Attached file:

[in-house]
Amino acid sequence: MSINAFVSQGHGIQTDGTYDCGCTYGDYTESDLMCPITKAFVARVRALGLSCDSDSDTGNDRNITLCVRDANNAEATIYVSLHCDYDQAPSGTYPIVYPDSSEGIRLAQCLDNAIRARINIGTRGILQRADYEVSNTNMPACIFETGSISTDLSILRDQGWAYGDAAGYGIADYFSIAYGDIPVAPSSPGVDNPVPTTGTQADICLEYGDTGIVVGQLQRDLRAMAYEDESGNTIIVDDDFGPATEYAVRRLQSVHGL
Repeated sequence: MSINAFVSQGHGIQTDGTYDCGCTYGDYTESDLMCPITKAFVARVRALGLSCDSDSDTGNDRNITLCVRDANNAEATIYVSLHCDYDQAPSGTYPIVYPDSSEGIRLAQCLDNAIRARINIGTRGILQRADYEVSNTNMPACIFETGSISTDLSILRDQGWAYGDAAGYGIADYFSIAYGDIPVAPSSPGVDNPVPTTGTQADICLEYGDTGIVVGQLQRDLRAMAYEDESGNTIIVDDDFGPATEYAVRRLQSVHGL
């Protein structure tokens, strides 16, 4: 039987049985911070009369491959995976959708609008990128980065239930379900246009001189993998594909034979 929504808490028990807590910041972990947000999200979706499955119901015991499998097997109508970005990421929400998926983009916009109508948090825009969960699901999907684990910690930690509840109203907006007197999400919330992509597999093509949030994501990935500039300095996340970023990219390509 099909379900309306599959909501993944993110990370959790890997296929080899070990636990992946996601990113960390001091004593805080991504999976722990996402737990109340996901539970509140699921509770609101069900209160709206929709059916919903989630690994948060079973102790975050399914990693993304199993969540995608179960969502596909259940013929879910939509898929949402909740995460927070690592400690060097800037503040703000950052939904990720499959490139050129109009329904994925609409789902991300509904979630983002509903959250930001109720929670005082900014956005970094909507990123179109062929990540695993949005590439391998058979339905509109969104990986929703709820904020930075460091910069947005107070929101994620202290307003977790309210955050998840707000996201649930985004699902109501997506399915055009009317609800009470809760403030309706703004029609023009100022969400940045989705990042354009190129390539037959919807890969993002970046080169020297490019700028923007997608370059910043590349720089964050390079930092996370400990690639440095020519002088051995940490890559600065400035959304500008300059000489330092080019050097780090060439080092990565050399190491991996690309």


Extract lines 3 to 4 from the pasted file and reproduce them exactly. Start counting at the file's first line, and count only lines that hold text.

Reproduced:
Repeated sequence: MSINAFVSQGHGIQTDGTYDCGCTYGDYTESDLMCPITKAFVARVRALGLSCDSDSDTGNDRNITLCVRDANNAEATIYVSLHCDYDQAPSGTYPIVYPDSSEGIRLAQCLDNAIRARINIGTRGILQRADYEVSNTNMPACIFETGSISTDLSILRDQGWAYGDAAGYGIADYFSIAYGDIPVAPSSPGVDNPVPTTGTQADICLEYGDTGIVVGQLQRDLRAMAYEDESGNTIIVDDDFGPATEYAVRRLQSVHGL
């Protein structure tokens, strides 16, 4: 039987049985911070009369491959995976959708609008990128980065239930379900246009001189993998594909034979 929504808490028990807590910041972990947000999200979706499955119901015991499998097997109508970005990421929400998926983009916009109508948090825009969960699901999907684990910690930690509840109203907006007197999400919330992509597999093509949030994501990935500039300095996340970023990219390509 099909379900309306599959909501993944993110990370959790890997296929080899070990636990992946996601990113960390001091004593805080991504999976722990996402737990109340996901539970509140699921509770609101069900209160709206929709059916919903989630690994948060079973102790975050399914990693993304199993969540995608179960969502596909259940013929879910939509898929949402909740995460927070690592400690060097800037503040703000950052939904990720499959490139050129109009329904994925609409789902991300509904979630983002509903959250930001109720929670005082900014956005970094909507990123179109062929990540695993949005590439391998058979339905509109969104990986929703709820904020930075460091910069947005107070929101994620202290307003977790309210955050998840707000996201649930985004699902109501997506399915055009009317609800009470809760403030309706703004029609023009100022969400940045989705990042354009190129390539037959919807890969993002970046080169020297490019700028923007997608370059910043590349720089964050390079930092996370400990690639440095020519002088051995940490890559600065400035959304500008300059000489330092080019050097780090060439080092990565050399190491991996690309």